Kratom is a substance that comes from a tree in Southeast Asia. Locals have used kratom leaves in various forms as medicine for hundreds of years. It has been used as a pain reliever, to treat anxiety and depression, for energy or to help with detoxing from opioids. In modern times, kratom is usually sold in powder, pill or liquid form.

Kratom is technically legal in Colorado, but it may not be for very long. The Food and Drug Administration (FDA) has warned that kratom should not be consumed and that it should not be used as a medication or as an alternative to opioids. Many states and municipalities have banned the sale of kratom because of its similarities to opioid drugs and the potential for kratom addiction. In 2018, the FDA classified kratom as an opioid.

The problem with kratom is that, like opioids, it is highly addictive and can cause an overdose in the same way as opioids. Some people who have used kratom died from mixing kratom with opioids and other psychoactive drugs and occasionally from kratom use alone. Kratom use can also lead to withdrawal symptoms upon cessation, although kratom withdrawal symptoms are said to be milder than those associated with other opioids.

Denver has passed legislation that bans the sale of kratom for human consumption and requires a warning to be posted where kratom is sold, stating that it should not be consumed. Banning its sale entirely could be the next step for either Denver or the state as a whole.

Objections to Banning Kratom

In 2016, the FDA was set to reclassify kratom as a schedule I narcotic, but it reversed course just before doing so because 140,000 advocates for the drug asked for further investigation of its effects in the form of a petition to then-President Barack Obama. Kratom has shown some effectiveness in treating certain symptoms of post-traumatic stress disorder (PTSD) and some who are in chronic pain say that it is the only drug that helps them function on a day-to-day basis.

Proponents of kratom say that they have tried other opioids to relieve their pain or treat other conditions, but that kratom has been able to do so while giving them energy and motivation that is often missing with other drugs when chronic pain is a factor. Proponents also say that the risk of overdose death is far greater for opioids than for kratom.

It remains to be seen whether the FDA or other organizations can find guidelines for the safe use of kratom or whether they ultimately decide to ban its use altogether. For now, the recommendation not to consume kratom is the best advice the FDA has to give and will prevent any negative effects or consequences associated with the drug.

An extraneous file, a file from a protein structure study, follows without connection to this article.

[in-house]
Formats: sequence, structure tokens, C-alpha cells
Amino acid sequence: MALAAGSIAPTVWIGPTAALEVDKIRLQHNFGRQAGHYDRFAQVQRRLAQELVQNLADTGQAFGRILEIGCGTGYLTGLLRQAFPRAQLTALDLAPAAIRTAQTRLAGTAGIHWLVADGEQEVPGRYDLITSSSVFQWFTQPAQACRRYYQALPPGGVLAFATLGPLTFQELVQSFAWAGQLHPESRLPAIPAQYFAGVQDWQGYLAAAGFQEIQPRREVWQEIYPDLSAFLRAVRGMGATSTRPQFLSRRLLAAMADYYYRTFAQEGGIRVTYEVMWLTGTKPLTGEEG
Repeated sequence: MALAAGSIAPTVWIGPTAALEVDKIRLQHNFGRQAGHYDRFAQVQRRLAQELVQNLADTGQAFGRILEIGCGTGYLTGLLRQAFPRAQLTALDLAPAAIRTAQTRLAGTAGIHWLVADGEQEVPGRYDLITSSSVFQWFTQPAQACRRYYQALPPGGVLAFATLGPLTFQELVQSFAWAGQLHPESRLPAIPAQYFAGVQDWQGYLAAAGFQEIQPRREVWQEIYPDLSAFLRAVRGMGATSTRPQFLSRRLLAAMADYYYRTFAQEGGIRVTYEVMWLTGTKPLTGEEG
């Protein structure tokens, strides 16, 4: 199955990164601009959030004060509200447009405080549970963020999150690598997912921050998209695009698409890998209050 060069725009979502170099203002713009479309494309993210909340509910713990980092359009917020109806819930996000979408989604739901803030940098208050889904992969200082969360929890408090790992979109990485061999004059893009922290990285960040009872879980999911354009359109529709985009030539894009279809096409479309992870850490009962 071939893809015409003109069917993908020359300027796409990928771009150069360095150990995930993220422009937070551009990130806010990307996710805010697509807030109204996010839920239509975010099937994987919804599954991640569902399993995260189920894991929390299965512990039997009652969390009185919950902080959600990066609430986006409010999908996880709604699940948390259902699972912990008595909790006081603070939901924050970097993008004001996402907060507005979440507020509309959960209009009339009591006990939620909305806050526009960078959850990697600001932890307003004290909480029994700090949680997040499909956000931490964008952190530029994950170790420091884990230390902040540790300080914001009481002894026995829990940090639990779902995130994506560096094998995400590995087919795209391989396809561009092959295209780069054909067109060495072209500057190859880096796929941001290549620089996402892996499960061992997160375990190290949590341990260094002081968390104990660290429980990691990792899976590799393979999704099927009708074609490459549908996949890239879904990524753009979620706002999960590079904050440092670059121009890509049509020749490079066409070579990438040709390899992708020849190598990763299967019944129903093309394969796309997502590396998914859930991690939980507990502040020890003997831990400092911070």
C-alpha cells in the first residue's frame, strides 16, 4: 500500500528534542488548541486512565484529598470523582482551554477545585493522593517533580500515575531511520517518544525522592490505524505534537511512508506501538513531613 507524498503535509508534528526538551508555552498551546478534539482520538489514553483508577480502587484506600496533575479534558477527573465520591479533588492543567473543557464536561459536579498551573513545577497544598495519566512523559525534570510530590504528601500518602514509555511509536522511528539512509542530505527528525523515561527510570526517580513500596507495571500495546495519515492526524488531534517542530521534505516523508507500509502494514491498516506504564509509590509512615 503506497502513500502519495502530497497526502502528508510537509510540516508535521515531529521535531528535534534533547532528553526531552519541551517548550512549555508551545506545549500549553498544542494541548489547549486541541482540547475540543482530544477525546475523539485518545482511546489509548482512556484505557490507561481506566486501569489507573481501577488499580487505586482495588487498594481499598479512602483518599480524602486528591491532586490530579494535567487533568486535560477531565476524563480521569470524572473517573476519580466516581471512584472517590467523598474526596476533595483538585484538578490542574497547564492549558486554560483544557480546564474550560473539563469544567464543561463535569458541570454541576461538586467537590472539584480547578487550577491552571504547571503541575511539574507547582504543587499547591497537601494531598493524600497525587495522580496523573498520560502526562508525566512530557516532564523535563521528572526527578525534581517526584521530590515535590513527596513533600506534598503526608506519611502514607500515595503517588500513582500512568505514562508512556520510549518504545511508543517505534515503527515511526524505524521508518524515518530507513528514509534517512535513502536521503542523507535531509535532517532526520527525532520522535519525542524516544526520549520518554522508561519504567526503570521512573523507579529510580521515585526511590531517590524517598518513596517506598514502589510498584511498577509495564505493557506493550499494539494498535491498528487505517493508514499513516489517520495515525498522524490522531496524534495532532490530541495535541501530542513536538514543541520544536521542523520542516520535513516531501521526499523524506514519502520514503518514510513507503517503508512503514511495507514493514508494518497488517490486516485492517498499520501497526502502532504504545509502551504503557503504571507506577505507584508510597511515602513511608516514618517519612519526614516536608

Dealing with a substance use disorder that involves kratom? Contact The Recovery Village at Palmer Lake to learn more about how treatment can help you heal.

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Editor – Melissa Carmona
As the content manager at Advanced Recovery Systems, Melissa Carmona puts years of writing and editing experience to work helping people understand substance abuse, addiction and mental health disorders. Read more
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Medically Reviewed By – Nanci Stockwell, LCSW, MBA
A dynamic leader and award-winning business strategist, Nanci Stockwell brings years of industry experience in behavioral health care to her role at Advanced Recovery Systems. Read more
Sources

DEA. “DEA Announces Intent To Schedule Kratom.” United States Drug Enforcement Administration, August 30, 2016. Accessed October 29, 2021.

FDA. “FDA and Kratom.” U.S. Food & Drug Administration, September 11, 2019. Accessed October 29, 2021.

Henningfield, J; et al. “Risk of death associated with kratom use[…]compared to opioids.” Preventive Medicine, November 2019. Accessed October 29, 2021.

Veltri, Charles, and Oliver Grundmann. “Current perspectives on the impact of Kratom use.” Substance abuse and rehabilitation, July 1, 2019. Accessed October 29, 2021.

Medical Disclaimer

The Recovery Village at Palmer Lake aims to improve the quality of life for people struggling with substance use or mental health disorder with fact-based content about the nature of behavioral health conditions, treatment options and their related outcomes. We publish material that is researched, cited, edited and reviewed by licensed medical professionals. The information we provide is not intended to be a substitute for professional medical advice, diagnosis or treatment. It should not be used in place of the advice of your physician or other qualified healthcare providers.